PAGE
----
1690 Mayrhofer, provisional designation 1948 VB, is a carbonaceous asteroid from the outer region of the asteroid belt, approximately 32 kilometers in diameter. It was discovered on 8 November 1948, by French astronomer Marguerite Laugier at Nice Observatory in south-east France.
The C-type asteroid orbits the Sun at a distance of 2.7–3.3 AU once every 5 years and 4 months (1,935 days). Its orbit has an eccentricity of 0.10 and an inclination of 13° with respect to the ecliptic. First identified as 1932 WN at Uccle, Mayrhofer's observation arc begins with its first used observation taken at Goethe Link Observatory in 1953, or 5 years after its official discovery observation.
In November 2006, a rotational light-curve of Mayrhofer was obtained from observations taken by French amateur astronomer Pierre Antonini, giving a rotation period of 22.194 hours with a brightness variation of 0.45 in magnitude (U=2). Photometric observation in the R-band at the Palomar Transient Factory in November 2011, gave a shorter period of 19.0808 hours with an amplitude of 0.30 magnitude (U=2).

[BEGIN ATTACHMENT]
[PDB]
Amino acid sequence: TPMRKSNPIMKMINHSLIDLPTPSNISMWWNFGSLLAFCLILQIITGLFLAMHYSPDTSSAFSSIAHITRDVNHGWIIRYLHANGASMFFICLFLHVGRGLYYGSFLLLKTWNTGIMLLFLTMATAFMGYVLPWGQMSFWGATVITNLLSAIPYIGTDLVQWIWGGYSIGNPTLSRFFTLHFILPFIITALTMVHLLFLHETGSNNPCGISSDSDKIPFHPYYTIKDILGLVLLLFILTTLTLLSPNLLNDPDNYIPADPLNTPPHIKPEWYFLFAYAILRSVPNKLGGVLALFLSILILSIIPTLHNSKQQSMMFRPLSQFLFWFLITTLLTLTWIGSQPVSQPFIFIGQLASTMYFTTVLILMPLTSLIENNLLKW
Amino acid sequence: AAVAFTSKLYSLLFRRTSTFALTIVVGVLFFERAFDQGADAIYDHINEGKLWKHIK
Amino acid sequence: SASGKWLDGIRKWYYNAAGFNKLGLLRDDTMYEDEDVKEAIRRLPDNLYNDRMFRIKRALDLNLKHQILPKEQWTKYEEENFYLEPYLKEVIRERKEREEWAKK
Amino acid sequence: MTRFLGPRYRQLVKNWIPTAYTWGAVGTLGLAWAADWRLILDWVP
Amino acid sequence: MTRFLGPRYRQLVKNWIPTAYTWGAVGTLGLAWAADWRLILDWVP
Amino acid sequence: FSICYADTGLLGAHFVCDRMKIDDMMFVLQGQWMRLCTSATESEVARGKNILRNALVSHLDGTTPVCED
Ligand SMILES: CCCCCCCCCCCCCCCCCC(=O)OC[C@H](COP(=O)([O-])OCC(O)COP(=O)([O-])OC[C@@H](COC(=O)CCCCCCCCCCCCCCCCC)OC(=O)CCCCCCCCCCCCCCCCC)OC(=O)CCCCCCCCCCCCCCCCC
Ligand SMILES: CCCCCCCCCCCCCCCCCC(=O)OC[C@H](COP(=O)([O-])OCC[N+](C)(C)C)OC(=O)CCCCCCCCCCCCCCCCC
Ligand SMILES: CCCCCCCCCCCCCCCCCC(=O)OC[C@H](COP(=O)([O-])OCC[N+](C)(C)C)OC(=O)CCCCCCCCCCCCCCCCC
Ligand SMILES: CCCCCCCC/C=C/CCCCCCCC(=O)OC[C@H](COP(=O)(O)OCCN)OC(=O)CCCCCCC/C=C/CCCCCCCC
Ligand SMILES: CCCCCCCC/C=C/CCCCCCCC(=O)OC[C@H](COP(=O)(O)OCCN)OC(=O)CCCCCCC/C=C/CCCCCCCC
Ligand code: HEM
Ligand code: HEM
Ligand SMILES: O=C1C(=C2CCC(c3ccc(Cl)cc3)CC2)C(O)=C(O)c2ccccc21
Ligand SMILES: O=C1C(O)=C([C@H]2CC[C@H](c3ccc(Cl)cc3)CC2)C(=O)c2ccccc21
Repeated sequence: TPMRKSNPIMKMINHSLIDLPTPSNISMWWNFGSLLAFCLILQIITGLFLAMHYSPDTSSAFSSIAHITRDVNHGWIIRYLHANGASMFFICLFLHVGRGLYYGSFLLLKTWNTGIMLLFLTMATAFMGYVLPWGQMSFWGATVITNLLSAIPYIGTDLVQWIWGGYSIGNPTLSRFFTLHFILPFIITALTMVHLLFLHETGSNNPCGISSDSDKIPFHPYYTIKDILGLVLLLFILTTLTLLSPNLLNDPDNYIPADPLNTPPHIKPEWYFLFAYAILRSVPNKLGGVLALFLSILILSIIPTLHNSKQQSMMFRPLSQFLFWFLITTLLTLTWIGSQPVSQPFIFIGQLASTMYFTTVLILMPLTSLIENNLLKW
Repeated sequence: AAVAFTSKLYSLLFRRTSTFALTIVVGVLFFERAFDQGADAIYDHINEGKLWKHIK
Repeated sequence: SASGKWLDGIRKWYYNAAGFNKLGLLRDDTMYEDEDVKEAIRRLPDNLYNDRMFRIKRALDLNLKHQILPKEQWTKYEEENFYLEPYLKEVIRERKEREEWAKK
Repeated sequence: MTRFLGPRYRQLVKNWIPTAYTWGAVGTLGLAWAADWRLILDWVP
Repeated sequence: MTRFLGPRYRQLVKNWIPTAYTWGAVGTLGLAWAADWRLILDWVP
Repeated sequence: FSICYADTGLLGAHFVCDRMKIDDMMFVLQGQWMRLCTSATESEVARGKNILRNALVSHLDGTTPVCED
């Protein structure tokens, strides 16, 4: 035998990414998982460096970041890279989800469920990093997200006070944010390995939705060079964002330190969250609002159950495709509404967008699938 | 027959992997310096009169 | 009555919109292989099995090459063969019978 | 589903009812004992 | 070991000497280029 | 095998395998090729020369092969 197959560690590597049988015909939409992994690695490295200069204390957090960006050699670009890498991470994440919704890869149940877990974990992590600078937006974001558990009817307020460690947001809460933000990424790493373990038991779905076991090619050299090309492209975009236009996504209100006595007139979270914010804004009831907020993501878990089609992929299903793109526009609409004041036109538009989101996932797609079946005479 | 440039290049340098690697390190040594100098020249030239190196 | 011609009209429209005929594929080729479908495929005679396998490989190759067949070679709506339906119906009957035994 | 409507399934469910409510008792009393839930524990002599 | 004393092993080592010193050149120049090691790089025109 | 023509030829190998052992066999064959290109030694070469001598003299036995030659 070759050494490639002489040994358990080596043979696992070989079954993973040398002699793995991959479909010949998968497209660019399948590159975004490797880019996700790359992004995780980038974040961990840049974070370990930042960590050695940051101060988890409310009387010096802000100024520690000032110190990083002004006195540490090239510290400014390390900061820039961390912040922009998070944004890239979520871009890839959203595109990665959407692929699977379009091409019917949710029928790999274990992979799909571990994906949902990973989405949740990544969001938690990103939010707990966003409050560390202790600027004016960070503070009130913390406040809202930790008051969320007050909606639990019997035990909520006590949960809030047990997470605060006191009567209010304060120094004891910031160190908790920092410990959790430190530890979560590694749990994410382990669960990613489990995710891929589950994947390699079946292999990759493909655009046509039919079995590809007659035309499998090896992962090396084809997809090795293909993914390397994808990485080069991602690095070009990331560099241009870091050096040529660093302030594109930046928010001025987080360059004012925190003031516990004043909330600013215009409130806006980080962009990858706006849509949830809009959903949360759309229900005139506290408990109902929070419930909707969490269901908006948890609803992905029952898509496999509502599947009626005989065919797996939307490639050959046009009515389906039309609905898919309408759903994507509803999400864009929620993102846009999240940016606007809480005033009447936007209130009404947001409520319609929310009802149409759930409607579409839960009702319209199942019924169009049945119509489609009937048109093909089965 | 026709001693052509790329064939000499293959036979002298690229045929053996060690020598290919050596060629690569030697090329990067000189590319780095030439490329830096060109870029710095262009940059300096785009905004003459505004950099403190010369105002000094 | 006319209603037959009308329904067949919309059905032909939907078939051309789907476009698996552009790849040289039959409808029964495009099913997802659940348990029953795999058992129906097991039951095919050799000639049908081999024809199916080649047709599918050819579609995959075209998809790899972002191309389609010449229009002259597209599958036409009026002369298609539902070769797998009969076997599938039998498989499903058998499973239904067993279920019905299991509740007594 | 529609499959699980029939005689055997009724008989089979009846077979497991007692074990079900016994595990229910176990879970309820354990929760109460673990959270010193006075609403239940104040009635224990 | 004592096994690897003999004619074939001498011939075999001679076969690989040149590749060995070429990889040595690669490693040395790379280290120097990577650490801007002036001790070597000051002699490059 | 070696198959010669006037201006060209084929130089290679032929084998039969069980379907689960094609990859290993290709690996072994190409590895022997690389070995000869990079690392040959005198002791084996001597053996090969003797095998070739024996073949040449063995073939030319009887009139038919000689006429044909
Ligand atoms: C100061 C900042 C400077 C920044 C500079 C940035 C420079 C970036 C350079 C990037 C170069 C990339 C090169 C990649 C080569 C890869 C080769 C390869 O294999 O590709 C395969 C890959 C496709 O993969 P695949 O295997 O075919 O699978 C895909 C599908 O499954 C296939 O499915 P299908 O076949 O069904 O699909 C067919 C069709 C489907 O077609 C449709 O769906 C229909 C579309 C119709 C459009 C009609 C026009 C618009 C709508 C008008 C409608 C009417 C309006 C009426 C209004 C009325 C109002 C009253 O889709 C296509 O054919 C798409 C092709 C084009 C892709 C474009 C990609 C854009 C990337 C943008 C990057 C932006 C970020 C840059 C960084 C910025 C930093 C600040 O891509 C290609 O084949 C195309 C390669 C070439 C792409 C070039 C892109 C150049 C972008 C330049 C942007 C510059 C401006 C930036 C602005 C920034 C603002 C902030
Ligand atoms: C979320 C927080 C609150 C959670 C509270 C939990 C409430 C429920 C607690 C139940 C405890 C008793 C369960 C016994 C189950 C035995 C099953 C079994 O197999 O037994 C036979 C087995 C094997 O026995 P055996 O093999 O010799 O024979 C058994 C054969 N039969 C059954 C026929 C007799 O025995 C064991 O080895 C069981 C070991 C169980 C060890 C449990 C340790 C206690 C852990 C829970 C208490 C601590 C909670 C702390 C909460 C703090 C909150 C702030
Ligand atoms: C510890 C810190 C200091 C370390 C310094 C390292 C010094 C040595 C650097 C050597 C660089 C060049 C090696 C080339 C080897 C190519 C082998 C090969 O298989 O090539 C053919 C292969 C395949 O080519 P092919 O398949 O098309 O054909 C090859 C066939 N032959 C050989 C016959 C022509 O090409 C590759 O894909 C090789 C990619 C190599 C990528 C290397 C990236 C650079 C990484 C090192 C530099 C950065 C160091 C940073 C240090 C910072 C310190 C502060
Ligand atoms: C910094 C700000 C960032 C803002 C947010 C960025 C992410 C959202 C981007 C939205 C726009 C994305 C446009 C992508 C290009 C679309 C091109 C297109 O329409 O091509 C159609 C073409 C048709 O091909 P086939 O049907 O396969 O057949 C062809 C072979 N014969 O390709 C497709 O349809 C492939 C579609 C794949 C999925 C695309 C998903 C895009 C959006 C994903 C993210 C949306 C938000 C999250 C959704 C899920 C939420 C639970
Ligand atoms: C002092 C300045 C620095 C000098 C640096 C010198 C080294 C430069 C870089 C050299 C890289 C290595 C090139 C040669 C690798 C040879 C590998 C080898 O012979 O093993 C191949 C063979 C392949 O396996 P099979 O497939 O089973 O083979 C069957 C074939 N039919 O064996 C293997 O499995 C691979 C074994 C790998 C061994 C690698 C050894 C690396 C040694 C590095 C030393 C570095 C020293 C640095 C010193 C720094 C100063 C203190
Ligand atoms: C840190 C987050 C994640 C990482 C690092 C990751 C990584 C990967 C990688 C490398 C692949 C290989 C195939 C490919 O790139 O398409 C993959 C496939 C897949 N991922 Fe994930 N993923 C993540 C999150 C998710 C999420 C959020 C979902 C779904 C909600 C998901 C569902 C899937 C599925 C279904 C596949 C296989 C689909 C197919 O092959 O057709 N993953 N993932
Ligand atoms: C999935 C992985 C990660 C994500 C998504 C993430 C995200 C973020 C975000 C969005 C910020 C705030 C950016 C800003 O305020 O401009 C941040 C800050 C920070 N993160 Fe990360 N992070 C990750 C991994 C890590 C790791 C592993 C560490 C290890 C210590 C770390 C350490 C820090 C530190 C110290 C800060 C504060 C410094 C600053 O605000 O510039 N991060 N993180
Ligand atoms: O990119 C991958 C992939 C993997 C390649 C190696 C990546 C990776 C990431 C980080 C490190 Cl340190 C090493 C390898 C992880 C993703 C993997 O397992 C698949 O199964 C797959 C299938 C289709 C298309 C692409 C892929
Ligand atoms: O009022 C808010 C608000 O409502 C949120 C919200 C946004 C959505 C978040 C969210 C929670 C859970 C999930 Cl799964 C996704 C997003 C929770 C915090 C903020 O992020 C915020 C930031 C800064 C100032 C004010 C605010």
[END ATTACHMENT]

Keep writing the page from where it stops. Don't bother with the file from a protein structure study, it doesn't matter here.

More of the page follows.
According to the surveys carried out by the Infrared Astronomical Satellite IRAS, the Japanese Akari satellite, and NASA's Wide-field Infrared Survey Explorer with its subsequent NEOWISE mission, the asteroid measures between 31.18 and 33.81 kilometers in diameter, and its surface has an albedo between 0.056 and 0.082. The Collaborative Asteroid Lightcurve Link derives an albedo of 0.064 and a diameter of 31.63 kilometers based on an absolute magnitude of 11.1.
Proposed by German catholic priest and amateur astronomer Otto Kippes, this minor planet was named after Austrian amateur astronomer Karl Mayrhofer (1903–1982). He lived in the Austrian town of Ried im Innkreis and was known for his calculations of orbital elements for asteroids. Naming citation was published on 1 October 1980 (M.P.C. 5523).